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In a mouse study, scientists have engineered stem cells to enhance their healing properties. Stem cells are already known to have the potential to repair most tissues in the body. However, the rate of repair is limited by blood supply, because blood provides the nutrients to the new tissue. Stem cells cannot always encourage enough blood vessel growth, so the team added an extra gene (for the protein VEGF) to the cells. VEGF is known to promote the formation of blood vessels.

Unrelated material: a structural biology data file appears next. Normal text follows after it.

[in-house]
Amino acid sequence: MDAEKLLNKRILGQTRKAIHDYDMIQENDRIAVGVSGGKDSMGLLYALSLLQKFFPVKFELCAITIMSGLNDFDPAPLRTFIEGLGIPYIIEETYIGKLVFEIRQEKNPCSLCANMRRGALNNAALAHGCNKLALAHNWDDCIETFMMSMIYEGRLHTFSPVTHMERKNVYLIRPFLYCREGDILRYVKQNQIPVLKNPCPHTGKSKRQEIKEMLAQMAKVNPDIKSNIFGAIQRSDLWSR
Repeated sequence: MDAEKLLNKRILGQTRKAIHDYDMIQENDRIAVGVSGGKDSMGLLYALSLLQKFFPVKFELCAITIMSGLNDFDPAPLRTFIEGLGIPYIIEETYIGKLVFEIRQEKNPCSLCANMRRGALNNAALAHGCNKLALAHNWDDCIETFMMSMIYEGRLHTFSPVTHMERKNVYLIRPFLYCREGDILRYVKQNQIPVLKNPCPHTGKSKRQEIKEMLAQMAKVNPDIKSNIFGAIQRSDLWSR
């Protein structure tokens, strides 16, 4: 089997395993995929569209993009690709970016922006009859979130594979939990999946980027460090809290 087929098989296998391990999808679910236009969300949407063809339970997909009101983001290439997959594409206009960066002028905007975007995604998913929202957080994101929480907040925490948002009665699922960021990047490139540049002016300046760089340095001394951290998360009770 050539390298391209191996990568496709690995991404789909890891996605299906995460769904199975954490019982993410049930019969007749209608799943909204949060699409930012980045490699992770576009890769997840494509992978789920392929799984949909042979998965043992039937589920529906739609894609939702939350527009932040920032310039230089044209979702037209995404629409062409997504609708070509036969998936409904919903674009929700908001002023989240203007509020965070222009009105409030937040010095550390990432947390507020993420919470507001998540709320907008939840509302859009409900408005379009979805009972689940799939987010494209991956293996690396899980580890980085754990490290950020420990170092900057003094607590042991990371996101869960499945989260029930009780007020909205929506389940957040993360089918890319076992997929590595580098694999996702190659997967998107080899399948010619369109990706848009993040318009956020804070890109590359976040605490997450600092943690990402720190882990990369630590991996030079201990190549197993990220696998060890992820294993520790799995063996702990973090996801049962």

Scientists tested the effectiveness of these engineered stem cells using mice with injuries to their hind limbs. They saw that the mice which had received the modified stem cells had three times the number of blood vessels around the tissue compared to control mice. After four weeks, just one fifth of the mice had lost limbs, whereas nearly two thirds of control mice had required limb amputation.
These results highlight a promising therapy for tissue repair after injury. The technique itself could also be applied to a number of disorders; different genes could be added to the stem cells to tailor them to carry out specific jobs.
Last edited: 11 January 2022 09:02